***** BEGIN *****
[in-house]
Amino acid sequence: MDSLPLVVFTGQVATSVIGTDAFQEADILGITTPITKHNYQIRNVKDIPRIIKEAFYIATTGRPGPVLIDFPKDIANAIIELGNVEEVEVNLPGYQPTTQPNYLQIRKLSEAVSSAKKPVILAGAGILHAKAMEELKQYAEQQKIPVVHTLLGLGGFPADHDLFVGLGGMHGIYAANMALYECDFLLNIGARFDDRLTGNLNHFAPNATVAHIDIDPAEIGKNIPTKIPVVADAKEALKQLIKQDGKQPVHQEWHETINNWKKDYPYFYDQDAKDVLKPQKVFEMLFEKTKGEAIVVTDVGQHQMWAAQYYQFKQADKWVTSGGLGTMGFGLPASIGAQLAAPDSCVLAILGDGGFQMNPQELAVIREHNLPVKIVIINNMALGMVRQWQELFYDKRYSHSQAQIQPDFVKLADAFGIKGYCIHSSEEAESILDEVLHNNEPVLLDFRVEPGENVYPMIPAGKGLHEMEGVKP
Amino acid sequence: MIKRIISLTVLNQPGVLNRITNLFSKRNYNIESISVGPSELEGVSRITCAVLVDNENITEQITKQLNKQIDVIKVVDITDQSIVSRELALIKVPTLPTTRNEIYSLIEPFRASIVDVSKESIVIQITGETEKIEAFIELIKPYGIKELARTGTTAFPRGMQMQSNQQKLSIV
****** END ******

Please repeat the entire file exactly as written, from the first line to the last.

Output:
[in-house]
Amino acid sequence: MDSLPLVVFTGQVATSVIGTDAFQEADILGITTPITKHNYQIRNVKDIPRIIKEAFYIATTGRPGPVLIDFPKDIANAIIELGNVEEVEVNLPGYQPTTQPNYLQIRKLSEAVSSAKKPVILAGAGILHAKAMEELKQYAEQQKIPVVHTLLGLGGFPADHDLFVGLGGMHGIYAANMALYECDFLLNIGARFDDRLTGNLNHFAPNATVAHIDIDPAEIGKNIPTKIPVVADAKEALKQLIKQDGKQPVHQEWHETINNWKKDYPYFYDQDAKDVLKPQKVFEMLFEKTKGEAIVVTDVGQHQMWAAQYYQFKQADKWVTSGGLGTMGFGLPASIGAQLAAPDSCVLAILGDGGFQMNPQELAVIREHNLPVKIVIINNMALGMVRQWQELFYDKRYSHSQAQIQPDFVKLADAFGIKGYCIHSSEEAESILDEVLHNNEPVLLDFRVEPGENVYPMIPAGKGLHEMEGVKP
Amino acid sequence: MIKRIISLTVLNQPGVLNRITNLFSKRNYNIESISVGPSELEGVSRITCAVLVDNENITEQITKQLNKQIDVIKVVDITDQSIVSRELALIKVPTLPTTRNEIYSLIEPFRASIVDVSKESIVIQITGETEKIEAFIELIKPYGIKELARTGTTAFPRGMQMQSNQQKLSIV